Aus­tralian ref­er­en­dum re­sult forces Par­lia­ment to con­sider gay mar­riage

Houston Chronicle - - WORLD -

CAN­BERRA, Aus­tralia — Aus­tralians have said they sup­port gay mar­riage in a postal sur­vey that en­sures the Par­lia­ment con­sid­ers a bill to le­gal­ize same-sex wed­dings this year.

The Aus­tralian Bureau of Statis­tics said on Wed­nes­day 62 per­cent of reg­is­tered adults who re­sponded had voted for the re­form in an un­prece­dented two-month sur­vey.

The con­ser­va­tive gov­ern­ment had promised to al­low the Par­lia­ment to con­sider a bill to cre­ate mar­riage equal­ity in Aus­tralia in its fi­nal two-week ses­sion that is due to end on Dec. 7.

While gay mar­riage could be a re­al­ity in Aus­tralia by Christ­mas, some gov­ern­ment law­mak­ers have vowed to vote down gay mar­riage re­gard­less of the sur­vey’s out­come.

Op­po­nents have also ques­tioned the le­git­i­macy of any same-sex mar­riage law since sev­eral law­mak­ers could po­ten­tially be dis­qual­i­fied from Par­lia­ment due to a con­sti­tu­tional ban on dual cit­i­zens stand­ing for elec­tion.

Ire­land is the only other coun­try in the world to put the di­vi­sive is­sue to a pop­u­lar vote. In Ire­land, 61 per­cent of reg­is­tered vot­ers turned out for a ref­er­en­dum in 2015 and 62 per­cent of those voted to al­low mar­riage equal­ity.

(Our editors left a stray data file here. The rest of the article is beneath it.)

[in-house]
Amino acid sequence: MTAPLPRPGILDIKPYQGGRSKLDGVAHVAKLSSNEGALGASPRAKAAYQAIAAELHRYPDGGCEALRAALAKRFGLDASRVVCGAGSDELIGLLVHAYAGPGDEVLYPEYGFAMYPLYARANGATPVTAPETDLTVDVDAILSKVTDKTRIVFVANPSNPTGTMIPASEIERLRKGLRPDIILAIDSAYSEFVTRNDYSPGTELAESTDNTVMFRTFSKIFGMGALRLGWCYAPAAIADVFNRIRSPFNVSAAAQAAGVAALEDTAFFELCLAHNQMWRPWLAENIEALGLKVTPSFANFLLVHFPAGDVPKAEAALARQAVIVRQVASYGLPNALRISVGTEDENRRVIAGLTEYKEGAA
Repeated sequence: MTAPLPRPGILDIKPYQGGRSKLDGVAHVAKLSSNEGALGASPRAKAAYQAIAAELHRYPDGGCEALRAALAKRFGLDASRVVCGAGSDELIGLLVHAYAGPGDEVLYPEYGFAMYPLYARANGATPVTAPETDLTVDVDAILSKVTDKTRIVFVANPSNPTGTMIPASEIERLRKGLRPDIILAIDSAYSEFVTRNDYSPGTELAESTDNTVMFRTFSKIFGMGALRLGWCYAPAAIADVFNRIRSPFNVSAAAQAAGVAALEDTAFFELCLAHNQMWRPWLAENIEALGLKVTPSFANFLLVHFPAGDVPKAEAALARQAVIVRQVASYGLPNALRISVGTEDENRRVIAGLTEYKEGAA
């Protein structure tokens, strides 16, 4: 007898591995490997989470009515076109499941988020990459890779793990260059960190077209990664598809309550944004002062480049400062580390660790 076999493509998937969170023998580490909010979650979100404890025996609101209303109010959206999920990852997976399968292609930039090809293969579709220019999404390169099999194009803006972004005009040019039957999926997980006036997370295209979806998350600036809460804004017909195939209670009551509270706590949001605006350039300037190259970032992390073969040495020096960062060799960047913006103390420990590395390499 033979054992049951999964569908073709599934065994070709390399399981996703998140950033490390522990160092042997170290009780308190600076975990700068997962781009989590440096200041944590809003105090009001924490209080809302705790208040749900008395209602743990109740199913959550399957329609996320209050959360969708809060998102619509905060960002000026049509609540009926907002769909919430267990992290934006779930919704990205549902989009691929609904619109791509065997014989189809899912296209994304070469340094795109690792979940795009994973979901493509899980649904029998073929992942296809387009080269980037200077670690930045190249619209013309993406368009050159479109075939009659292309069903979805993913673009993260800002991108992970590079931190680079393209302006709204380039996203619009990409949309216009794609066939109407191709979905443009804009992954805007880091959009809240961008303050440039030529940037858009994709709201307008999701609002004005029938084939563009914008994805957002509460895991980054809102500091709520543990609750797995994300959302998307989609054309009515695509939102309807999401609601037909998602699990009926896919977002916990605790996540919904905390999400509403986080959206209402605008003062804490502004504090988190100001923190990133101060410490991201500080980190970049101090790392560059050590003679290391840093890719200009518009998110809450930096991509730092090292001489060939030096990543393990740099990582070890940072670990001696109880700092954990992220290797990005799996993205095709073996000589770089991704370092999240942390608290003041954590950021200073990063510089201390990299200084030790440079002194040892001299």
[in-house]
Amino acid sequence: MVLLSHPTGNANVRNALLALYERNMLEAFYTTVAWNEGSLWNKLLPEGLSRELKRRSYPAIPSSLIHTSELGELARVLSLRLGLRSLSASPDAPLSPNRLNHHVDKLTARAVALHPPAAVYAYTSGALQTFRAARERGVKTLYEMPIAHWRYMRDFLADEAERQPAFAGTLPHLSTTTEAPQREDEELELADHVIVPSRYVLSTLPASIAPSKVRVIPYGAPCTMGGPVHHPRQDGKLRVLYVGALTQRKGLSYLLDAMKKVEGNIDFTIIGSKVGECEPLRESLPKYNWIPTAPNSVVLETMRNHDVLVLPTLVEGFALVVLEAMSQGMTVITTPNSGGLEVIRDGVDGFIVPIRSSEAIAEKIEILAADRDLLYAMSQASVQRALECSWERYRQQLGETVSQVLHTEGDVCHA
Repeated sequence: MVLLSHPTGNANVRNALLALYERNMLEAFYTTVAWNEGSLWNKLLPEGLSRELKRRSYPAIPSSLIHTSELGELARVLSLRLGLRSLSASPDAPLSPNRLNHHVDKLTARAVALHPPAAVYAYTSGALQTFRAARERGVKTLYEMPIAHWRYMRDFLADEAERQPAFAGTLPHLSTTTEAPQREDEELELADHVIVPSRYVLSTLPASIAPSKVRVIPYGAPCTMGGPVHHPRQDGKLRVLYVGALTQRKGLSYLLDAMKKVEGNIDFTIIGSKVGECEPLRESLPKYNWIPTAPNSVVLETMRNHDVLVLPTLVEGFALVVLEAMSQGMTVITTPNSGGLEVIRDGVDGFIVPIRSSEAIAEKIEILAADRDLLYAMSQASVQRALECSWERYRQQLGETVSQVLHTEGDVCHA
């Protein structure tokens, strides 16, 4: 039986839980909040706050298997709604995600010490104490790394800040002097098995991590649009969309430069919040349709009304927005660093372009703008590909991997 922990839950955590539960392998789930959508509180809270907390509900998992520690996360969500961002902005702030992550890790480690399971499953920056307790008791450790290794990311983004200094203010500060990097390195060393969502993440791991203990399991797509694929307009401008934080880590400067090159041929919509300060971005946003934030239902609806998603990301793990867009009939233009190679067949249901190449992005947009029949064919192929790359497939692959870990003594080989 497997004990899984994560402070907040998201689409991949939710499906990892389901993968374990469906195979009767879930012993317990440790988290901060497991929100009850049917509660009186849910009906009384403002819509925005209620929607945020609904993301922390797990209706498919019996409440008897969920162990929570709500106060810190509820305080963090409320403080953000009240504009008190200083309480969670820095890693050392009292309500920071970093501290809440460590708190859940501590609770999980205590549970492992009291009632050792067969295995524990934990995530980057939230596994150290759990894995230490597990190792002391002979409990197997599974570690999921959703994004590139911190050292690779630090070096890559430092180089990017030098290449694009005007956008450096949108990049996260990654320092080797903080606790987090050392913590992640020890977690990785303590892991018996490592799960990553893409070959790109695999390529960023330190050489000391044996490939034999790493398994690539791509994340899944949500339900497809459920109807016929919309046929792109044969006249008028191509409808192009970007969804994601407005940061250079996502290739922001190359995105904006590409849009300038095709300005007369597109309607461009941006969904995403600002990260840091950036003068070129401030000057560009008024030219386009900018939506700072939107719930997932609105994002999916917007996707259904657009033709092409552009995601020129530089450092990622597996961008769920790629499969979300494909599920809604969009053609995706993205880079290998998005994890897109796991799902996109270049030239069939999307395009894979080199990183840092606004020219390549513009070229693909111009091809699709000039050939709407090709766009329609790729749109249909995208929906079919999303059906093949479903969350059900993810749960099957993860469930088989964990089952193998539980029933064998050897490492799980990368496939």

In Aus­tralia, al­most 80 per­cent of more than 16 mil­lion reg­is­tered vot­ers posted in bal­lots, de­spite gay mar­riage op­po­nents de­scrib­ing it as a bou­tique is­sue that did not in­ter­est most of the pub­lic.

Gay rights ad­vo­cates had op­posed the non­bind­ing 100 mil­lion Aus­tralian dol­lar ($76 mil­lion) sur­vey as an un­nec­es­sary ob­sta­cle. The United Na­tions Hu­man Rights Com­mit­tee last week crit­i­cized Aus­tralia for putting gays and les­bians “through an un­nec­es­sary and di­vi­sive pub­lic opin­ion poll.”

In 2015, then-Prime Min­is­ter Tony Ab­bott, a same-sex mar­riage op­po­nent, com­mit­ted his con­ser­va­tive gov­ern­ment to hold­ing a na­tion­wide vote to de­cide whether the unions should be le­gal.

He was re­placed weeks later by cur­rent Prime Min­is­ter Mal­colm Turn­bull, who sup­ports mar­riage equal­ity and op­posed the pub­lic vote but even­tu­ally agreed to it in a deal with party power bro­kers.

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